Oil prices posted their strongest opening to a year since 2014 on Tuesday, with crude rising to mid-2015 highs amid rallies in Iran and ongoing supply cuts led by OPEC and Russia.
Oman crude also crossed $64 mark for the first time in two years to close at US$ 64.50, a change of 52 cents from the previous day.
US West Texas Intermediate (WTI) crude futures CLc1 were at $60.63 a barrel at 0747 GMT, up 21 cents, or 0.4 percent, after hitting $60.74 earlier in the day, the highest since June 2015.
Brent crude futures LCOc1, the international benchmark, were at $67.18 a barrel, up 31 cents, or 0.5 percent, after hitting a May 2015 high of $67.29 a barrel earlier in the day.
Falling inventories globally and strong economic growth offset the restart of the Forties pipeline and the resumption of production following a pipeline outage in Libya,” said Jeffrey Halley, senior market analyst at futures brokerage Oanda in Singapore.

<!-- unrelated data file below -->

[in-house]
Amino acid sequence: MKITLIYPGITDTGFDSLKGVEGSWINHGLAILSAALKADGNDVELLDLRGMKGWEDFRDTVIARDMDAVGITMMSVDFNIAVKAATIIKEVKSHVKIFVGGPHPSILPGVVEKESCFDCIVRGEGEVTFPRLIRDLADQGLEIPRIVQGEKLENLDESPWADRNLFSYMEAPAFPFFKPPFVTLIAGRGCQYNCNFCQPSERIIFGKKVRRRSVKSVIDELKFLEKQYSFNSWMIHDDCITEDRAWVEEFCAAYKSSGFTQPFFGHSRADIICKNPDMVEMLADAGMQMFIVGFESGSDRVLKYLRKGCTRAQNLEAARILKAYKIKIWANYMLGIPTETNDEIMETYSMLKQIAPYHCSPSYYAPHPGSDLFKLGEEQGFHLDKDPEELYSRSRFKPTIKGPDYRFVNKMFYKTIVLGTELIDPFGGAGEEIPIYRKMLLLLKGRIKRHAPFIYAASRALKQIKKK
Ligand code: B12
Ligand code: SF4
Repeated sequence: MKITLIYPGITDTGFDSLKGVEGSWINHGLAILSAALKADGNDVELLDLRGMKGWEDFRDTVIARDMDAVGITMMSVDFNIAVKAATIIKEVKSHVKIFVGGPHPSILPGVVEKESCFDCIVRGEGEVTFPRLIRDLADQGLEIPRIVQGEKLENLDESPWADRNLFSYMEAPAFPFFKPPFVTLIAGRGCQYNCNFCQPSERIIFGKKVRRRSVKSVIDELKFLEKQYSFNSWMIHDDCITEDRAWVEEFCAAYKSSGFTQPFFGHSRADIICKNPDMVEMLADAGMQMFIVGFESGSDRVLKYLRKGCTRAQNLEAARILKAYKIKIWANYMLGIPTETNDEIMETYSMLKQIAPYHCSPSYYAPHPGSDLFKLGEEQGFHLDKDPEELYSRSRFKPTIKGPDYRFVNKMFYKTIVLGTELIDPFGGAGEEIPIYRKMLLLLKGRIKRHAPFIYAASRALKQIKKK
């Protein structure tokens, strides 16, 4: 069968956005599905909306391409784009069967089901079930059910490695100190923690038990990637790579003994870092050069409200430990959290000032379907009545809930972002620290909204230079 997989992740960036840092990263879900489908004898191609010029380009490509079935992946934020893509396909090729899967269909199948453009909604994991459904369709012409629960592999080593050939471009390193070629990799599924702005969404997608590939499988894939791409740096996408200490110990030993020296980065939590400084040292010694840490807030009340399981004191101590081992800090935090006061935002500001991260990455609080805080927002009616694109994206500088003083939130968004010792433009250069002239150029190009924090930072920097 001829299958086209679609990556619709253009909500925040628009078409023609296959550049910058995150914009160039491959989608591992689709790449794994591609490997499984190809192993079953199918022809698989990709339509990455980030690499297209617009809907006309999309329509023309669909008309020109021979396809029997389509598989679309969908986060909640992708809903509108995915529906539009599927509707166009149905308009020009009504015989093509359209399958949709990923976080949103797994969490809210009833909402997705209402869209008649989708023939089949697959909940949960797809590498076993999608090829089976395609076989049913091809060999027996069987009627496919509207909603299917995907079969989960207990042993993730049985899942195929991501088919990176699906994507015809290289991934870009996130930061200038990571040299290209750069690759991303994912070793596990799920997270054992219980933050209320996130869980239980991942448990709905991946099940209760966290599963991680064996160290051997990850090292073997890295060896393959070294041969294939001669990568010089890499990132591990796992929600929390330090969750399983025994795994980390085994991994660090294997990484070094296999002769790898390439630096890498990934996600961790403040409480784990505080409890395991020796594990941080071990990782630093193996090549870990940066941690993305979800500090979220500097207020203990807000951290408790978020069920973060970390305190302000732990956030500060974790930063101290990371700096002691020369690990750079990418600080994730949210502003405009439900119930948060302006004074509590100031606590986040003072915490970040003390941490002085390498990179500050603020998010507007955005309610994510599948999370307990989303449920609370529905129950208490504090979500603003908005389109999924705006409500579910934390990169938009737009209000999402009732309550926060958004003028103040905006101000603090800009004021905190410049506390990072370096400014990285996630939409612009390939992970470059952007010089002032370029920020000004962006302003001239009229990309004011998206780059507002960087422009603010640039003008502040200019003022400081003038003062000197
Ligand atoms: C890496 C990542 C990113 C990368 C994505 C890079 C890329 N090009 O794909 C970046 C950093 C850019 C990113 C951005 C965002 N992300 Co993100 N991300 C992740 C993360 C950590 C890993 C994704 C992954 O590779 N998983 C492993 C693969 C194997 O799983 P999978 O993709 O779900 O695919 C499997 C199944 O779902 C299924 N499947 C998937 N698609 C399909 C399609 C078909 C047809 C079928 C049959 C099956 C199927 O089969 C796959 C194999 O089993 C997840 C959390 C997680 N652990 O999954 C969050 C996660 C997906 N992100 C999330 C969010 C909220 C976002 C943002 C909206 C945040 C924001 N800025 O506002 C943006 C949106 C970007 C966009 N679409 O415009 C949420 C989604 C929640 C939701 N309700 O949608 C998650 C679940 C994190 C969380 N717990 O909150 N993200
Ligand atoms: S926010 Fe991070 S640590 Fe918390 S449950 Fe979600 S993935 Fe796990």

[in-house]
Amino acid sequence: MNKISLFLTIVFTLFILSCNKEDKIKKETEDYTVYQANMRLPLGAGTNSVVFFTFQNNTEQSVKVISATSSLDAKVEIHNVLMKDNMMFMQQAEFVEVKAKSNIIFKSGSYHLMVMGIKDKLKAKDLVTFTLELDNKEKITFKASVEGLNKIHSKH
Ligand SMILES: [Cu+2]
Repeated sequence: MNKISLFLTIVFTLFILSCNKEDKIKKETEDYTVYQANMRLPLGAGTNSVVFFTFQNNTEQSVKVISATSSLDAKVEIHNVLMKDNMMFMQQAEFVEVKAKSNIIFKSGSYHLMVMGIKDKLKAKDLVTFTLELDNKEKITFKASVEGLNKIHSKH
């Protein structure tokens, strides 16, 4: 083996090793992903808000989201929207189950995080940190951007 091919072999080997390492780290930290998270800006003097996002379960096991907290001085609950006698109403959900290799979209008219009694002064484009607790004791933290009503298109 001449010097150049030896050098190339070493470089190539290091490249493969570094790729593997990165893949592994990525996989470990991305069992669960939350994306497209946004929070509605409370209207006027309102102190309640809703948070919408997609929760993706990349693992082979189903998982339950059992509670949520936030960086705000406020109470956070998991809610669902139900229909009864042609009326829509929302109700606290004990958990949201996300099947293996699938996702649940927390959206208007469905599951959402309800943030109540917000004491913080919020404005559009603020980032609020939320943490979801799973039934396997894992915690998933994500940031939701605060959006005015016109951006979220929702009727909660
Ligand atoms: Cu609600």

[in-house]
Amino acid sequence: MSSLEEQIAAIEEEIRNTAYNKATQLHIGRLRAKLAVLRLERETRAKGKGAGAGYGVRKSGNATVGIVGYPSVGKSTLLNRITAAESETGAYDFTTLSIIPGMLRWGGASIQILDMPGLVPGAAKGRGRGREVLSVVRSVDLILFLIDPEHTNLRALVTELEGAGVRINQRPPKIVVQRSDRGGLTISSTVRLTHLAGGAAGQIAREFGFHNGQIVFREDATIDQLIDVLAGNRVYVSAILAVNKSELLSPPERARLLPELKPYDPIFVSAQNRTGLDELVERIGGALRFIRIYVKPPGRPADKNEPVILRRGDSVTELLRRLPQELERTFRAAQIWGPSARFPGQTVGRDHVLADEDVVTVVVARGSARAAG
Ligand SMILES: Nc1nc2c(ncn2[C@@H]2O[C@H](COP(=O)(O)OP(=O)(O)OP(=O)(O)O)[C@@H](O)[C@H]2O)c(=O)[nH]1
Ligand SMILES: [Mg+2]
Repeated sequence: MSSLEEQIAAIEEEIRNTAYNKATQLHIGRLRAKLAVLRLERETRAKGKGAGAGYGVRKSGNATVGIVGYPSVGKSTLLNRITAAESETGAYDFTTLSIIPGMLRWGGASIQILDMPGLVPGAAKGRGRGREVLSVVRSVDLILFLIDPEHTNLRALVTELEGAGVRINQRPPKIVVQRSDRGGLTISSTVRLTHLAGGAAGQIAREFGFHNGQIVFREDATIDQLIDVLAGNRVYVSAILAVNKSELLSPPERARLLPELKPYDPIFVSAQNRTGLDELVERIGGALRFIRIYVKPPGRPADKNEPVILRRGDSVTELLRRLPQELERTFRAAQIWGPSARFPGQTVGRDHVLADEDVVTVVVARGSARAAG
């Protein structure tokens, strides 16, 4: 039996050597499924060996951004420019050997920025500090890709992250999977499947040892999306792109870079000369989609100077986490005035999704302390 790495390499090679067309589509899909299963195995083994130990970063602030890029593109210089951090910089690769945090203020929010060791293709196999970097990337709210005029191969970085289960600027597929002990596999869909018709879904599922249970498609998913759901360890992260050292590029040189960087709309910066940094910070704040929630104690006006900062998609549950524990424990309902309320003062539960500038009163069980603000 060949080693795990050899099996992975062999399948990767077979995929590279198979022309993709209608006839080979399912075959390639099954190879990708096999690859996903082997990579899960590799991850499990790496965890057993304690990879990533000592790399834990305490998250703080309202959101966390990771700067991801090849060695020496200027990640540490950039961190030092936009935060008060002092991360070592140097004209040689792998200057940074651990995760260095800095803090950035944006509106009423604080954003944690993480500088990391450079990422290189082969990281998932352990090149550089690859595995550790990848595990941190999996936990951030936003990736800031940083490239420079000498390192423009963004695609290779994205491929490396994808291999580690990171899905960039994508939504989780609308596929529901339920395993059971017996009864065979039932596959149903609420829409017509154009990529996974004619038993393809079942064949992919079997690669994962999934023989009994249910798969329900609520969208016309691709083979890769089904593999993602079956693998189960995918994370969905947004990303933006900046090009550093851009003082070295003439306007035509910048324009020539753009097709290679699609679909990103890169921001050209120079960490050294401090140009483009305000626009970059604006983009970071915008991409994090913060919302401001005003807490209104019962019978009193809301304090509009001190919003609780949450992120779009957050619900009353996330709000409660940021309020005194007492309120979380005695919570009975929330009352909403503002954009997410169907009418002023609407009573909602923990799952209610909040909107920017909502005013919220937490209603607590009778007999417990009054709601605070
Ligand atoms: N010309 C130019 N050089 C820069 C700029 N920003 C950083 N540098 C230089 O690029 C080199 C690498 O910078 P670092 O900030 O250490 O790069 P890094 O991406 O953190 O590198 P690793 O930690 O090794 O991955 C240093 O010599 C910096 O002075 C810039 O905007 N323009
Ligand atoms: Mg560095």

The 450,000 barrels per day (bpd) capacity Forties pipeline system in the North Sea returned to full operations on Dec. 30 after an unplanned shutdown.
Oil markets have been supported by a year of production cuts led by the Middle East-dominated Organization of the Petroleum Exporting Countries (OPEC) and Russia. The cuts started in January 2017 and are scheduled to cover all of 2018.
U.S. commercial crude oil inventories have fallen by almost 20 percent from their historic highs last March, to 431.9 million barrels.
Strong demand growth, especially from China, has also been supporting crude.
Only rising U.S. production, which is on the verge of breaking through 10 million bpd, is somewhat hampering the outlook into 2018.
“We think U.S. tight oil production growth warrants close monitoring as it could spoil OPEC’s market-balancing efforts, pushing the market into surplus in 2018,” Barclays bank said on Tuesday. Reuters